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Hunt dashes hopes of big Budget tax giveaways

Hunt dashes hopes of big Budget tax giveaways
Samantha Partington
Written By:
Samantha Partington

Chancellor Jeremy Hunt has dashed hopes of big tax cuts in the spring Budget, but claims the Government still wants to “lighten the tax burden”.

In November’s autumn statement, Hunt announced tax cuts of £20bn. However, in an interview with BBC’s Nick Robinson for his podcast Political Thinking, reported by The Guardian, Hunt poured cold water over the plans.

“It does not look to me like we will have the same scope for cutting taxes in the spring Budget that we had in the autumn statement,” he said. “And so I need to set people’s expectations about the scale of what I am doing, because people need to know that when a Conservative Government cuts taxes, we will do so in a responsible and sensible way.

“But we also want to be clear that the direction of travel we want to go in is to lighten the tax burden.”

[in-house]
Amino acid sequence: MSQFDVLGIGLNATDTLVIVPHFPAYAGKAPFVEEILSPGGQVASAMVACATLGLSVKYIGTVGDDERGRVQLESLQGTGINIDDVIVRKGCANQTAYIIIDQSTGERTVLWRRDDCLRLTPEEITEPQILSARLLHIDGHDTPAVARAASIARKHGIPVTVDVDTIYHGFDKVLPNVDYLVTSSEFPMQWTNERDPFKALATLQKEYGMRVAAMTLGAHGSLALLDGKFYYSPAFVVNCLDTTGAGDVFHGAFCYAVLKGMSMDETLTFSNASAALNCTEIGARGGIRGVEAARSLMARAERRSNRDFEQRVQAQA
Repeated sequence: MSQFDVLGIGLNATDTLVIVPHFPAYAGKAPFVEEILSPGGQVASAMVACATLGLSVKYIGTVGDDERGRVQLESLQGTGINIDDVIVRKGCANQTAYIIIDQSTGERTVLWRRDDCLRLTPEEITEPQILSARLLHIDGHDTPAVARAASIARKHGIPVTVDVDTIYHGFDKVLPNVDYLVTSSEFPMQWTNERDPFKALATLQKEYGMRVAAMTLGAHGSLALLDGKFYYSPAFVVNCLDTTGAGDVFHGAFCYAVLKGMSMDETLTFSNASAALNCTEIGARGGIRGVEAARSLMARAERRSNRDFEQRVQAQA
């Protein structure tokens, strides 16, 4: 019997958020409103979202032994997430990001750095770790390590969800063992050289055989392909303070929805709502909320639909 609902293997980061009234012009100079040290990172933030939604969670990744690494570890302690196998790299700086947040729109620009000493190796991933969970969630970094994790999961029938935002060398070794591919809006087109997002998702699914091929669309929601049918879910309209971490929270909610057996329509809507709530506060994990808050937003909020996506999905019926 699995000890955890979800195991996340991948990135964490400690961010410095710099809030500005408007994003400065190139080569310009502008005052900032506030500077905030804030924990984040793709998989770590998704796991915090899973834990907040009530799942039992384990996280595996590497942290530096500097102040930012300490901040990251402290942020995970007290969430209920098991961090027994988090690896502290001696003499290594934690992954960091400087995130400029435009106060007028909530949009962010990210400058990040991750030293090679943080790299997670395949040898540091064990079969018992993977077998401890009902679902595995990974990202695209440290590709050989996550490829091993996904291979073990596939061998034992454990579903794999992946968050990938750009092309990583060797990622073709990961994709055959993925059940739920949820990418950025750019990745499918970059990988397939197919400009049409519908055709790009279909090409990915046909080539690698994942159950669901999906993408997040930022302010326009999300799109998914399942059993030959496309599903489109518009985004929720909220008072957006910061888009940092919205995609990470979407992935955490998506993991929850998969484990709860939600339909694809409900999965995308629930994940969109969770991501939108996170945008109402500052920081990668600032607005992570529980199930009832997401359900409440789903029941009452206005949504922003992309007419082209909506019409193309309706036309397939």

Hunt informed the cabinet of the change earlier this week.

He explained there was less headroom for tax cuts now, while claiming relatively low levels of productivity were Britain’s major structural weakness.

Hunt’s change of heart follows analysis from the Treasury that shows the Government has less headroom – £14bn – for tax giveaways than indicated by independent forecasts. Headroom refers to the Chancellor’s buffer against his own borrowing rules.

Forecasts from Capital Economics and Bloomberg pegged the headroom at a more generous £19 bn and £17bn to £25bn respectively.

IMF advises against further tax cuts

The International Monetary Fund (IMF), a global financial organisation representing 190 member countries, issued a warning to the UK that it would have to balance its tax and spending needs.

Pierre-Olivier Gourinchas, the IMF’s chief economist, said: “In that context, we would advise against further discretionary tax cuts as envisioned and discussed now.”

He added: “There is a need to put in place medium-term fiscal plans that will accommodate a very significant increase in spending pressures. In the case of the UK, you might think of spending on healthcare and modernising the NHS; spending on social care; on education; you might think about critical public investment to address the climate transition; but also to boost growth.”

Hunt responded by saying that if by ‘discretionary’, the IMF is referring to a tax cut, that would not help grow the economy over the longer term and therefore was not the right choice.

Related: Hunt hints at tax cuts on the horizon